2012
Posted on July 30th, 2012 by in Healthy Living, Life Lessons

Stop and Smell the Roses

In the age of over-busy, what does it mean to make every minute count?

A recent op-ed in the New York Times entitled “The ‘Busy’ Trap”—in which writer Tim Kreider describes a 21st-century America dominated by people whose favorite catchphrase is some version of “I’m sooo busy”— drew virtual nods of acknowledgment from across the web. This busyness, Kreider argues, is most often self-imposed: work and activities we’ve taken on, or encouraged our kids to take on, voluntarily. We’re busy because we’re ambitious, and we’re busy because we’re scared of what not being busy says about us. And it’s costing us our physical and mental health, our relationships, and, ironically, our productivity.

“We live with a lot of demands,” says Kripalu Senior Life Coach Aruni Nan Futuronsky. Aruni says that the amount—and the intensity—of stress she’s seeing among her clients has grown stronger and more pervasive over the last few years. She points to the “sandwich generation,” the set of adults tasked with taking care of both their children and their aging parents. At the same time, she says, life’s job is to take us away from the moment. “We’re so infrequently unplugged from work or news that our bodies are literally flooded with cortisol and adrenaline 24 hours a day,” says Aruni. “Our culture does an extraordinary job of making us wacky. Our responsibility is to find ways to reclaim some stillness, no matter what’s going on.”

But haven’t we heard for ages—from everyone from our grandmothers to our gurus, contained in songs on the radio and sermons at church—that we have but one life; we need to ‘make it count’? How do we tell the difference between making the most of every moment and busying ourselves into destruction? It’s actually pretty simple, says Aruni. “Yogically speaking, the way you make every minute count is to literally stop,” she says. “Yoga, and its principles, don’t deny us the external world but help us appreciate it by slowing down, by stopping the constant doing.”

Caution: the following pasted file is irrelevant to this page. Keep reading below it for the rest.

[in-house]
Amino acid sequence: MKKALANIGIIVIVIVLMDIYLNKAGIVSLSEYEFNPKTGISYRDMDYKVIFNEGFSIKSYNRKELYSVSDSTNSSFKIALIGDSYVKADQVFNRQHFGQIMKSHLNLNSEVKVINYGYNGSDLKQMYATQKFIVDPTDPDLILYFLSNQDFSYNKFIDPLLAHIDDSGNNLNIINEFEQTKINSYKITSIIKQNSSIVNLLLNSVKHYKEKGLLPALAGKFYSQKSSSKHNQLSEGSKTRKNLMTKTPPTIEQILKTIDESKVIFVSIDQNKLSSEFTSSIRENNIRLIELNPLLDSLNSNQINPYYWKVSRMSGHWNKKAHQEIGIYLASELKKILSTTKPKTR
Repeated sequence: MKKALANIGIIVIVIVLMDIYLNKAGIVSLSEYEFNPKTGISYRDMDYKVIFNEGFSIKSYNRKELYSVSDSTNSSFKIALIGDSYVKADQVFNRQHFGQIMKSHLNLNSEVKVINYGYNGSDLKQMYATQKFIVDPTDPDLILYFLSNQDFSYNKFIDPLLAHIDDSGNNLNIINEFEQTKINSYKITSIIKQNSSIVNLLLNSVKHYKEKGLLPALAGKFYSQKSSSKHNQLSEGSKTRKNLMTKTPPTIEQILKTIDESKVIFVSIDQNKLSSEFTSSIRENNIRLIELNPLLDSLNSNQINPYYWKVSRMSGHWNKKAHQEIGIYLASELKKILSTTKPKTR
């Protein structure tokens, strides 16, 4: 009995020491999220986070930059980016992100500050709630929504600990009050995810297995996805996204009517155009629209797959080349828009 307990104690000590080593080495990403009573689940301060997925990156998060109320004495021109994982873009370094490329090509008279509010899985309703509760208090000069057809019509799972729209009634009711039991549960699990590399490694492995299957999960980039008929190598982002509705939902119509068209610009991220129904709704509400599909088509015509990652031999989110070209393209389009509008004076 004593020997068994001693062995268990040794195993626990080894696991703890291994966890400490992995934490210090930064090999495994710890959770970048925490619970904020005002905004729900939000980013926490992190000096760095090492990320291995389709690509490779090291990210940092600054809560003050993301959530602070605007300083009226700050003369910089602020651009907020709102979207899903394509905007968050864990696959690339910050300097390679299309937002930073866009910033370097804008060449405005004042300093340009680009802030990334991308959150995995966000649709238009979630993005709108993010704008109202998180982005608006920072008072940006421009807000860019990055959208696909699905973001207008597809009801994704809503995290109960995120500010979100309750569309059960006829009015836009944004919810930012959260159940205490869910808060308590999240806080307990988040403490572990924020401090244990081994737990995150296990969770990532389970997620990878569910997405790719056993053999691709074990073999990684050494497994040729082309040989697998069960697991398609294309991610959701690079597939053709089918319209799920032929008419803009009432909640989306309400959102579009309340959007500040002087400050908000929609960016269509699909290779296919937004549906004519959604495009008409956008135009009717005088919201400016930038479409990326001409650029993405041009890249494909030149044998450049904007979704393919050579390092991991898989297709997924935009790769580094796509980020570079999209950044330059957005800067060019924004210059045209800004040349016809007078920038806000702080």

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Posted on July 29th, 2012 by in Moment of Quiet

Moment of Quiet

  “To beautify this world, we must carry out experiments in love.” —Swami Kripalu

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Resilience Through Positive Connection

In this video series, Kripalu Healthy Living faculty member Maria Sirois, PsyD, shares her wisdom on the topic of resiliency and suggests ways to cultivate it in your daily life. Are you resilient? What does it mean to you to be flexible?

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Posted on July 27th, 2012 by in Kripalu Kitchen, Nutrition

Fresh Herbs for Savory Summer Fare

Parsley, rosemary, thyme, cilantro, mint, basil, oregano, lavender… the list of herbs we love and their many uses is endless. In the Kripalu Kitchen, we use fresh herbs year-round, but when summer’s warm weather comes, their appeal is even stronger. Fresh herbs add an uplifting layer of flavor and an enlivening aroma. Once you get in the habit of buying fresh herbs (or better yet, growing them yourself) you will find that they are hard to cook without.

Here are some tips on how to use and preserve your fresh herbs this summer:

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Posted on July 26th, 2012 by in Healthy Living, Studies, News, and Trends

Turning Point: Q & A with Mark Pettus, MD

Mark Pettus, MD, is a board-certified internist and nephrologist who has been practicing for more than 25 years. He currently serves as Chief of Medicine at St. Peter’s Hospital in Albany, New York, and is the author of The Savvy Patient: The Ultimate Advocate For Quality Health Care. Mark has been featured on numerous television and radio programs nationally.

Q Describe what you do in 15 words or less.
A I serve as Chief of Medicine at St. Peter’s Hospital in Albany, New York, overseeing all aspects of patient care, quality, safety, and performance improvement.

Q Tell us about a turning point in your life.
A Ten years ago, when I was in my early forties, my blood pressure, cholesterol, weight, and quality of life were beginning to take a turn for the worst. This was an epiphany for me, as I became awakened to the power of self-care and self-regulation. As we are clearly not prisoners of our DNA, I started on a mission to transform the health trajectory that had consumed both of my parents at young ages. I eat whole, nutritious foods, move a lot, and meditate often. My life will never be the same-or, as another famous Yogi (the baseball player) once said, “The future ain’t what it used to be.”

Q What do you love about teaching?

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